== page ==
• Craig Birchfield

Short Term Gain - Long Term Loss

The old axiom is penny wise and dollar foolish. I don't think that there is any place that can be more applicable than your child's music education. I typed "positive benefits of music education" into my search engine of choice and I got 135,000,000 results. Here's a composit of the top two results.

  • Self-esteem. Music allows students to try something new and develop confidence as they master singing or playing an instrument.

  • Listening skills.

  • Math skills.

  • Making the brain work harder.

  • Relieving stress.

  • Creativity.

  • Helping special needs children.

  • Enhanced language capabilities.

  • Improved memory.

  • Strengthened hand-eye coordination.

  • Powerful study habits.

  • Teamwork.

  • Mental processing & problem-solving heightened.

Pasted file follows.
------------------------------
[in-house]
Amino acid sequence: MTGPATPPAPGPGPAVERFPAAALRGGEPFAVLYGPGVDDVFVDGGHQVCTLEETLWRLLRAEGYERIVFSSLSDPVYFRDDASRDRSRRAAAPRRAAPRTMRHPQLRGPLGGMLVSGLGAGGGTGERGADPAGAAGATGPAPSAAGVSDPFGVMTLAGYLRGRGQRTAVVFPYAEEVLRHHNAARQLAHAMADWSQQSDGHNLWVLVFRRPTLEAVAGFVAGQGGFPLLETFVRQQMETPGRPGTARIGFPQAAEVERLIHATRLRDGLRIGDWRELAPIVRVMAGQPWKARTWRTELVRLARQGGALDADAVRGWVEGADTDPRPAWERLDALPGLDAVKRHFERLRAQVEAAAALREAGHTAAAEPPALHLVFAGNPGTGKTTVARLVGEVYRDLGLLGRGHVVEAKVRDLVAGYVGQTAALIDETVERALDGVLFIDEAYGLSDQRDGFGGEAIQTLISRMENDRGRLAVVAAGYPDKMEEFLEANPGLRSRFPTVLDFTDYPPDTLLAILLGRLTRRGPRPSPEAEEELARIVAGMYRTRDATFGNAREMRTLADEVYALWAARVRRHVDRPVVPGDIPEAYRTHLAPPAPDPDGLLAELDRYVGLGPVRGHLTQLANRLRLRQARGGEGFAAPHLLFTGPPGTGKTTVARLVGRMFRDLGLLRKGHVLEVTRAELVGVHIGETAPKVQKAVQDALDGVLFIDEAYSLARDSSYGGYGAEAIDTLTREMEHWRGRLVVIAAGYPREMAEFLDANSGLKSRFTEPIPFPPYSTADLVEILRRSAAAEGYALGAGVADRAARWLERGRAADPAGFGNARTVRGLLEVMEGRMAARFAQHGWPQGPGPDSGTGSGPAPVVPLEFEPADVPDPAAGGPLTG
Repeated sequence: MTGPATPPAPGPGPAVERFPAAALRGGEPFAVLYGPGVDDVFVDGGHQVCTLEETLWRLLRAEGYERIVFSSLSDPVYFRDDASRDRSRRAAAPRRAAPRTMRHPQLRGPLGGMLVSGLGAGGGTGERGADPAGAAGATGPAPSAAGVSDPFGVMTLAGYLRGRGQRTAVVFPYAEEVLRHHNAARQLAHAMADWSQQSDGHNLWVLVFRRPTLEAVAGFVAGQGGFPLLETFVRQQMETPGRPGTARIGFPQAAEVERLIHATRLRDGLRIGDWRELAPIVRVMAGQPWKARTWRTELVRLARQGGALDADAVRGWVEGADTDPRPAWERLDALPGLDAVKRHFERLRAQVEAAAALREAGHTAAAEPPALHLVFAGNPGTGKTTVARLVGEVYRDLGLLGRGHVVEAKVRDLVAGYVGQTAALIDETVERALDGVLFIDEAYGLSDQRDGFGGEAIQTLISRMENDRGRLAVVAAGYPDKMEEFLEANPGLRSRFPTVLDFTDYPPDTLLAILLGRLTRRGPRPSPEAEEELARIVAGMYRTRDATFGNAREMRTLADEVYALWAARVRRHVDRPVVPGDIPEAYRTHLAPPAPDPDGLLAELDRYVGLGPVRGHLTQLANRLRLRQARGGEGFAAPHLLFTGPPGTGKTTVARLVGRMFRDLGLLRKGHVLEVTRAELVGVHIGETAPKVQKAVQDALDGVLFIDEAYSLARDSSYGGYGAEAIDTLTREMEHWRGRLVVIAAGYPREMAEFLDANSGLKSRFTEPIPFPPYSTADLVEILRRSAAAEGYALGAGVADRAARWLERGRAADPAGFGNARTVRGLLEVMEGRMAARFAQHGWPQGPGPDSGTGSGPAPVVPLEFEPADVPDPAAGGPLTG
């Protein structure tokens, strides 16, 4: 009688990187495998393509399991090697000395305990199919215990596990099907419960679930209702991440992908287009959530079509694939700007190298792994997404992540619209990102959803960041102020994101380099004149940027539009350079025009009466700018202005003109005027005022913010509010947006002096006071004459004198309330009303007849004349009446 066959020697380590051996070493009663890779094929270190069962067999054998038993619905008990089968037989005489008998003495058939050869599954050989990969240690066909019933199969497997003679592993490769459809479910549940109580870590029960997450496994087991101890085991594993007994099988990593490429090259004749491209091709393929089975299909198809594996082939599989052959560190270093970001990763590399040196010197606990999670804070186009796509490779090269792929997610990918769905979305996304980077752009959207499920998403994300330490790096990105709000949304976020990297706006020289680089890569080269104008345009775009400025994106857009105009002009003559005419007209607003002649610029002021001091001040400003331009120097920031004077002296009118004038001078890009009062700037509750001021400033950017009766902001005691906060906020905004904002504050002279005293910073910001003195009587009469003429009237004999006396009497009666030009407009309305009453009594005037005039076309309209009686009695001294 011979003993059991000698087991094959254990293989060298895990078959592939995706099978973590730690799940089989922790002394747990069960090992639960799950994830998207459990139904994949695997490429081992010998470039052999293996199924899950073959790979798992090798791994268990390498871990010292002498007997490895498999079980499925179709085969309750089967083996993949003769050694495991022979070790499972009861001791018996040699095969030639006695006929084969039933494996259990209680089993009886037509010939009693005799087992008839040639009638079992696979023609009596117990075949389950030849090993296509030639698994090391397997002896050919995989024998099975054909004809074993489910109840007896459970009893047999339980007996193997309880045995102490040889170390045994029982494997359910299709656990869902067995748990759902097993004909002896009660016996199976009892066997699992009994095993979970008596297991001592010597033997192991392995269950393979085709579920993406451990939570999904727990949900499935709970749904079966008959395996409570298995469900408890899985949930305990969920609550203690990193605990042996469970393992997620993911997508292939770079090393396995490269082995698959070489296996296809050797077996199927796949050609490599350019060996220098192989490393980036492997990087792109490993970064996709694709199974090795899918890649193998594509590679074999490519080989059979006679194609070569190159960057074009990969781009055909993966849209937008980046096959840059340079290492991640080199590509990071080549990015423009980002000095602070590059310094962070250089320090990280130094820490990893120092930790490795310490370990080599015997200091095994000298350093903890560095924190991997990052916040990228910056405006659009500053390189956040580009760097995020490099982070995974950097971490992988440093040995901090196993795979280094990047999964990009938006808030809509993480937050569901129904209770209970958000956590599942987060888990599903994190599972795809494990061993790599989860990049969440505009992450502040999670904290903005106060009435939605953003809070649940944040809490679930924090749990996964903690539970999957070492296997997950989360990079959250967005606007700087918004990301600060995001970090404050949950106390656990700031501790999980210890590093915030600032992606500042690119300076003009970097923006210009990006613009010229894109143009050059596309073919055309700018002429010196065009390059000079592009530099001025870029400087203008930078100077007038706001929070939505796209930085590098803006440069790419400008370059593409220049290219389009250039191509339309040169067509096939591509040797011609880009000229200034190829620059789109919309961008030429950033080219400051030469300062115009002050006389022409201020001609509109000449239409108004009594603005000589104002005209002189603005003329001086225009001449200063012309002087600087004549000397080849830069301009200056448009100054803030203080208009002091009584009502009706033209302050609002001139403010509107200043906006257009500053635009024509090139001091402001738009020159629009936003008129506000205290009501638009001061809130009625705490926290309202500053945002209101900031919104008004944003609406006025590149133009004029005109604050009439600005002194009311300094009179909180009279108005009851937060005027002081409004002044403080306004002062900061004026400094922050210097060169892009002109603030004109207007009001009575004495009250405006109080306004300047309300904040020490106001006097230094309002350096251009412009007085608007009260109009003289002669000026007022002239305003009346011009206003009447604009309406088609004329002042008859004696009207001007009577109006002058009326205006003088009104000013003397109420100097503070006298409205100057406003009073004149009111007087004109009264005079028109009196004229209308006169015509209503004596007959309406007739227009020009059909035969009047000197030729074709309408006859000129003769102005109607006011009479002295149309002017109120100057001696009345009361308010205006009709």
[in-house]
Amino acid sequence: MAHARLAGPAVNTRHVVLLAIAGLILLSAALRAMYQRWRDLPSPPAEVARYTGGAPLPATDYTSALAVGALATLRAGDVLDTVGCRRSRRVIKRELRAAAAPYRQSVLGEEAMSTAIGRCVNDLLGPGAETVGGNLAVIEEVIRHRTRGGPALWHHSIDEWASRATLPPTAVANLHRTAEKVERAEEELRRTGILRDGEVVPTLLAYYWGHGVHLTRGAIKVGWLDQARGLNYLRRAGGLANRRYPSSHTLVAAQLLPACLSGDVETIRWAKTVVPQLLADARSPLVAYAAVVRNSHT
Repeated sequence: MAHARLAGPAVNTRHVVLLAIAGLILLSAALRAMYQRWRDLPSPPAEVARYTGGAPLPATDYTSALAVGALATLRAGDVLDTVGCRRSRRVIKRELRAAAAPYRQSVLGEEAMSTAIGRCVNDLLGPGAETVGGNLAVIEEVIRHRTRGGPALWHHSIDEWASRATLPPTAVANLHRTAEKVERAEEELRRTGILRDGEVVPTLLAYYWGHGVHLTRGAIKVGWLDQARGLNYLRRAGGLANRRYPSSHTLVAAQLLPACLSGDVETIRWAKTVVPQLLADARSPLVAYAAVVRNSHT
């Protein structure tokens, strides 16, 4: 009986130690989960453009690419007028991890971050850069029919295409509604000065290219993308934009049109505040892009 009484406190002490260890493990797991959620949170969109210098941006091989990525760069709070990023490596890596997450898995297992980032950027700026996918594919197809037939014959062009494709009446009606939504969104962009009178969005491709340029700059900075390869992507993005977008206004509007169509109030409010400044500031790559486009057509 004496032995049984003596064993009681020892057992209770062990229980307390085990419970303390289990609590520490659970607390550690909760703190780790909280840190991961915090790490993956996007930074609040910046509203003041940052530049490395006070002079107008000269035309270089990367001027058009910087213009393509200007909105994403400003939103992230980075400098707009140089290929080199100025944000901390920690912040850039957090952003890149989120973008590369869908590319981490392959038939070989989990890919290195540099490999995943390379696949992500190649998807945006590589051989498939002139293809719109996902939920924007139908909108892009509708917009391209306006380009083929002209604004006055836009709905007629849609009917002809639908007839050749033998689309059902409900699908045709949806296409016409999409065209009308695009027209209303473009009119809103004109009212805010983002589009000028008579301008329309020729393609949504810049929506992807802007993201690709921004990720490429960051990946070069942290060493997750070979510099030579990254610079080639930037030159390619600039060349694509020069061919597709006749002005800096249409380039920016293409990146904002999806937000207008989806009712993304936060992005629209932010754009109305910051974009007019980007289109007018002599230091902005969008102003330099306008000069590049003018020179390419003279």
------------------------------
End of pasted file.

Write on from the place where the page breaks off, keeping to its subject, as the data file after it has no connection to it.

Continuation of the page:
These finding are based on decades of research and testing.


Let's get ground level pragmatic about this. Nationally, a college education costs an average of $35,000 per student per year. Up that to $75,000 for an Ivy League school. Wow. So do you think that anything you can do to enhanse your child's chances of getting a scholarship down-the-road would be a good idea? So do I. And many parents agree because they are willing to spend $2000 or more annually for private music lessons. Yet so many will turn to eBamAzon to find the absolutely cheapest violin possible for their kids to take their lessons and practice on. These instrument are typically very low qualtity, poorly set up and very difficult to play. I've seen quite a few parents take these instrument to their child's first lesson only to have them rejected by their teacher.


My wife and I are musicians and we believe in the power of music in lives of children. You can buy a decent, well set up student violin for $400 to $650 or rent one for $20 to $30 per month. If you don't come to us please go to one of the other good violin shops in greater Portland/Vancouver. Someday down the road you're kids will probably thank you.


Keep Practicing,


Craig Birchfield for Allegro Violin and Music


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